Targeted Maximum Likelihood (TMLE) for Causal Inference

Targeted Maximum Likelihood (TMLE) for Causal InferenceA double-robust automated way for causal inferenceYao YangBlockedUnblockFollowFollowingMay 17What is causal inference?Imagine you have two drugs, A and B, for treating cancer.

You test the drugs on different people, now you want to measure which is more effective, how are you going to test it?You will probably first do randomization of the patients, and give half of them drug A, and half drug B, test key metrics over a period of time to compare which drug lowers more of the key metrics.

Is that enough?No.

A common misunderstanding people have is that as long as randomization is fulfilled, we can do infer that different treatments cause different results.

This is not right.

Randomization cannot guarantee equivalence.

And this is where propensity score matching comes to place.

What is propensity score matching then?The idea behind propensity score matching is that by giving each individual in the study a propensity score, we can compare individuals in different treatment groups and try to make the individuals as equivalent as possible so that we can control the confounding factors, the different result would be from the treatment only.

Now you see that propensity score matching requires proper experiment setup before drugs are used on individuals in the study.

We may end up dropping a lot of individual because they don’t have matching counterparts.

What if I failed to do the experiments or the number of matched pairs is too little?.Can we still use the data we collected?Let’s still think of the previous case where we have two groups getting two different drugs A and B.

Our aim is to measure Average Treatment Effect (ATE=E[Y(A=1)]−E[Y(A=0)]) in order to compare the treatments.

We call patient’s data point X — it may contain features like patients’ age, gender, occupation, income, exercise, smoke or not, etc; test metrics Y — the metrics we care about to test for treatment result; treatment A being a binary variable 0 and 1 for two different treatments.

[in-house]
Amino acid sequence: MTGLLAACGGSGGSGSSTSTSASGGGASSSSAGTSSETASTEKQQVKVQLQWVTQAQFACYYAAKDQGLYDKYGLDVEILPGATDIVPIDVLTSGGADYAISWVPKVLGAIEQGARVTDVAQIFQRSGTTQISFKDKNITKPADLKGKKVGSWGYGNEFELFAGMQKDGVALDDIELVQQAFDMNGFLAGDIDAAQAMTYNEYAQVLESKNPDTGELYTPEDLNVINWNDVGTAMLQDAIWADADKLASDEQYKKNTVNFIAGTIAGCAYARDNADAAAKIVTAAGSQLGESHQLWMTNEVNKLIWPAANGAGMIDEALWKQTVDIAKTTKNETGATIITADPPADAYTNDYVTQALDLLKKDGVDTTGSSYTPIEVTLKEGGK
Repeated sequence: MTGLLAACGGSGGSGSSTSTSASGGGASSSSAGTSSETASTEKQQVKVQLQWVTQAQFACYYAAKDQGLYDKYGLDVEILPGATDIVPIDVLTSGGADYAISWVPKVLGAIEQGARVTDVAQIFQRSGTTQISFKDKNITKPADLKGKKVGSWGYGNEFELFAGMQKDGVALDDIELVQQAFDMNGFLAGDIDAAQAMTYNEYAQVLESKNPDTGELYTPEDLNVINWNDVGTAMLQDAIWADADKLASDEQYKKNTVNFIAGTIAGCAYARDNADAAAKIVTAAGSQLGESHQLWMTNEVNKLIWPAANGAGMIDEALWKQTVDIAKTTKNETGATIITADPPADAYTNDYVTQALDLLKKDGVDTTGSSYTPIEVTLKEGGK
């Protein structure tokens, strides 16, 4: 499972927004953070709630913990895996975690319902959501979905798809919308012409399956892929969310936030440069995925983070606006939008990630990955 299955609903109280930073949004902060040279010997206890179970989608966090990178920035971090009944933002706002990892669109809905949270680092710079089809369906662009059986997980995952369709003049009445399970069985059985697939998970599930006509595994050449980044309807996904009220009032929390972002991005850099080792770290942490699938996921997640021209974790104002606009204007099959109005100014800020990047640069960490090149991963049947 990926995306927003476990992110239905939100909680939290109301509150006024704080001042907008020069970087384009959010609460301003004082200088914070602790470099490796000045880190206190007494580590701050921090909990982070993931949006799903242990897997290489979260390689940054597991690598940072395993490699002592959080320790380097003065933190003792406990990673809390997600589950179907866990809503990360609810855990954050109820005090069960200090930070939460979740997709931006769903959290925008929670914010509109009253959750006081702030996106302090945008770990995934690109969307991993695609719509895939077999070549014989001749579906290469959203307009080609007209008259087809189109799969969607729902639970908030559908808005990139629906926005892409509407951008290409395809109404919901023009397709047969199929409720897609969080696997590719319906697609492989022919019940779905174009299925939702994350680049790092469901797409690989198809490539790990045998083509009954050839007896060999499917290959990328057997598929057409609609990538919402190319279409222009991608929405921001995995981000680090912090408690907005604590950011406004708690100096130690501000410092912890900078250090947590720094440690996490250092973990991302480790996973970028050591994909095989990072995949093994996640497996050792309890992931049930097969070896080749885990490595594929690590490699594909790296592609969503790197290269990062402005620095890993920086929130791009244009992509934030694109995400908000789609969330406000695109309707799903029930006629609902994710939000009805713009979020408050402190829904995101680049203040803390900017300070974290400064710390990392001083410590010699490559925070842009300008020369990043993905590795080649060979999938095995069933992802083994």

How do we estimate unbiased Y(A=1) and Y(A=0) to accurately measure treatment effects with the least confounding variables’ influence?Here I’ll introduce a state-of-art method targeted maximum likelihood estimation (TMLE).

Targeted Learning is proposed by van der Laan & Rubin in 2006 [1] as an automated (as opposed to do-it-yourself) causal inference method.

TMLE is used to analyze censored observational data from a non-controlled experiment in a way that allows effect estimation even in the presence of confounding factors.

Here’s a step-by-step guide of how TMLE works:Step 1: Generate an initial estimate of E(Y|A, X).

This is what we call g-computation in causal inference, it is a maximum-likelihood-based substitution estimator, it relies on the estimation of the conditional expectation of the outcome given the exposure and covariance.

This estimator is used to generate the potential outcome Y₁ and Y₀, corresponding to A=1 and A=0.

As to how do we get the estimator, Mark in paper used “super learner”, which is essentially an ensemble learning method.

I’ll talk more about G-computation and the ensemble method in future posts.

Now we have the estimator, remember that this method is conditioned on the treatment, and just assumes that the other variables have biases on the estimator that can be ignored.

But this is not robust enough —we need to ‘target’ at the treatment variable and minimize variable bias in a more robust way.

Step 2.

Estimate the exposure mechanism using propensity score P(A=1|X).

We calculate the conditional probability of being exposed given the observed cofounders X.

This is the same propensity score we mentioned earlier that people use to do matching of individuals.

In TMLE, besides the propensity score, we also calculate π₁= P(A=1|X) and π₀ = 1-π₁ for each individual of the study.

Step 3.

Update initial estimate of E(Y|A, X).

In the first step, we calculated Y₀ and Y₁ through g-computation, now we need to update it to reduce the bias of confounding variables.

We introduce H₀(A=a, X) = frac{I(A=1}{π₁} — frac{I(A=0}{π₀}.

Let’s understand this more — for individual, we calculate H₁=frac{1}{π₁} and H₀=frac{1}{π₀}.

With each individual’s Y, H₁, and H₀, we can fit a linear model assuming the intercept is constant.

 logit(E∗(Y|A, X))=logit(Y_a)+????×Ha, Here the ????.is a fluctuation parameter consists of two values (????1,????0) for the model.

With ????ˆ, we can generate logit(Y₁)=logit(Y₁)+ ????1×H₁ and logit(Y₀)=logit(Y₀)+ ????0×H₀Step 4.

Generate targeted estimate of the target parameter.

With the new Y₁ and Y₀ for each individual we get from the last step, we can calculate the targeted estimate ATE=1.∑|Y₁-Y₀|.

I will discuss more how TMLE compares to other causal inference methods, as well as how to implement TMLE in my next posts.

Till the next time!References:[1] Van der Laan & Rubin, Targeted Maximum Likelihood Learning, 2006.. More details

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